Besides I Am Missing You, which I believe should become a number one record (as a fitting tribute to Ravi), my favorite track is Jaya Jagadish Hare (4:52), sung by Jitendra Abhisheki. This is a traditional Sanskrit prayer or song and was written by the poet Jaideva of Bengal in the early twelfth century. (Ravi and George may have modified it quite a bit, but I don't know just how?)
The song extols the majesty of Vishnu in telling of ten different incarnations that he'd take on (fish, tortoise, boar, Lion-man, dwarf, Buddha, and other guises). Anyway, what I like about it most, is the call and response effect used, where the female chorus responds with: O Keshava, Lord of the World! All Victory to thee! (in Sanskrit, of course).
The rhythm is snappy and the sitars resound and echo against the enchanting story told of the multiple incarnations of Krishna. I may be hearing some bells, clapper, or shaker (against busy tablas) in there also, which gives it a jingly quality. Infinitely singable!
Side two is vaguely a ballet, composed by Ravi right in the A & M Studios in Los Angeles, which commenced in the spring of 1973, and continued until the end of the year. The tracks were finished up at George Harrison's home studio at Friar Park. The plot is described by Ravi in some lovely illustrated liner notes (included with the box set Collaborations). To word it with brevity, a young innocent couple of lovers are seduced by a corrupt older couple, and have to work their way back to a morsel of understanding and enlightenment.
The three sections, rightly so, are Dream, Nightmare, and Dawn. The music, which should be played over many times, mirrors these three universal moods. I favor the Overture, which has a pleasing high-end, lyrical Raga going on within. Lots of flutes and high note strings here, with a crisp rhythm before it morphs into Festivity & Joy, which echoes the happy cadence and dance sequence (me thinks) of the young lovers. I will say, I suspect the corruption interlude may be a metaphor for the Western poisoning and domination of the East.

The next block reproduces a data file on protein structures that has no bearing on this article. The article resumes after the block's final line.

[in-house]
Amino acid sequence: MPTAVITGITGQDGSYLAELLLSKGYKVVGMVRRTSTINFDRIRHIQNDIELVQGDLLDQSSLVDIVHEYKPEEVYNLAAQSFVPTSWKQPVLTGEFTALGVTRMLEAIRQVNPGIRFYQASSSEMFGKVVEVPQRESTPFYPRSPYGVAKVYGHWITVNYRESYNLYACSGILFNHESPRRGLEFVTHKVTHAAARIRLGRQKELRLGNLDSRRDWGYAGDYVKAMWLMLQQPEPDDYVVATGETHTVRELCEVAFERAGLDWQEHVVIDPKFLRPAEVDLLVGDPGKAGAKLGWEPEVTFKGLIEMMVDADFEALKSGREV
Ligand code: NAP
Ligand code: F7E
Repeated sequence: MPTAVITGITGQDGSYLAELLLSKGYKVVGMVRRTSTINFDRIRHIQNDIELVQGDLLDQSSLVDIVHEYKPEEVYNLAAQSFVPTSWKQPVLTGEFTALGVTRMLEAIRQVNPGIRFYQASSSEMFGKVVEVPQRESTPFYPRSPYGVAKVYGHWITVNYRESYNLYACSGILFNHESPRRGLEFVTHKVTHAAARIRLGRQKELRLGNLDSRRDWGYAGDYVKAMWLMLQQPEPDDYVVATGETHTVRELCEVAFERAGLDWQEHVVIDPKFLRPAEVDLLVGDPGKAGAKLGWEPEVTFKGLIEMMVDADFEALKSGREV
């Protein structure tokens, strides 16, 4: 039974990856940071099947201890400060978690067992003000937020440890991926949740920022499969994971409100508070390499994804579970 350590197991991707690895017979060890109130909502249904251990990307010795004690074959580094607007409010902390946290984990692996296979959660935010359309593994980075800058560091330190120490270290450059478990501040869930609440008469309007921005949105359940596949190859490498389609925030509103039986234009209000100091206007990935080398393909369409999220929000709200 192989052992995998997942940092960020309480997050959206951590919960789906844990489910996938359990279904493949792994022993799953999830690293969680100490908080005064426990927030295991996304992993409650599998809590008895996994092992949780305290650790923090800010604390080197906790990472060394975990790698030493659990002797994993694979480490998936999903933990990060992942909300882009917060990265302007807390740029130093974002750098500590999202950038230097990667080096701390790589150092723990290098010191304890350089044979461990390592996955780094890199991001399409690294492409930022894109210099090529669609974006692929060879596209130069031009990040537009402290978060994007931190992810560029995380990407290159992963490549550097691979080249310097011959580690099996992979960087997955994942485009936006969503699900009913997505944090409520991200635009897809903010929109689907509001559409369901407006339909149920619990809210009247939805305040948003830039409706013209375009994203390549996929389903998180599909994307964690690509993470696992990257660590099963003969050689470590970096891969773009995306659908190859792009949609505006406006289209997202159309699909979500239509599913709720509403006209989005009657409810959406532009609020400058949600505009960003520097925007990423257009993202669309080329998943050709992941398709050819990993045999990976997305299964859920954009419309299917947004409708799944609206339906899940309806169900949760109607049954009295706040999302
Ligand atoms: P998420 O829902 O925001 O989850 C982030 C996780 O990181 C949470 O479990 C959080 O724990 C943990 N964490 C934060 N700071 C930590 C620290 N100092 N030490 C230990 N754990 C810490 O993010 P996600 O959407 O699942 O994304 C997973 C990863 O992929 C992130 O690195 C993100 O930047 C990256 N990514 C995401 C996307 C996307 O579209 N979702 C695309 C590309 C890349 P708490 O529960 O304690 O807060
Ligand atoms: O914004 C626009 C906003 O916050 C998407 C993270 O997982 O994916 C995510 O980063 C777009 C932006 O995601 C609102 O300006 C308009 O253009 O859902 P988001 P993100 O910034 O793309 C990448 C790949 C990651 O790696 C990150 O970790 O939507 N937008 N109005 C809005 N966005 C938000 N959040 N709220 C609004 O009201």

This is just a suspicion, but it works, if you think maybe Ravi could countermand criticism of his Western compromises in music, as an ironic commentary of art, a mere mirror of political Imperialism, as expressed so grandly by Mahatma Gandhi (a hero of Ravi's), who tried so hard to purge India of the imperial scourge of Great Britain. Just a theory of mine, but I sense that Ravi believed, in the long run, he could more change the West than the West could change India, since India's traditions of art had endured a great deal longer than the West's had.
An example is, the Raga form has been around for thousands of years, whereas the Symphony form has only been here for a few hundred years. Think about the enormous influence Ravi had on George; it may amount to more influence than John, Paul, and Ringo had on George. Yea, this is a rock-solid assessment! So turn off your TV set, get rid of all that American violence, instead embrace peace and love, you can get it perfectly through this record. I am missing you, O Krishna, Where are you? Though I can't see you, I hear your flute all the while. Please come wipe my tears and make me smile.
John Kays identifies timeless remnants from our past that will endure, or be admired by future generations. Read more stories by John Kays.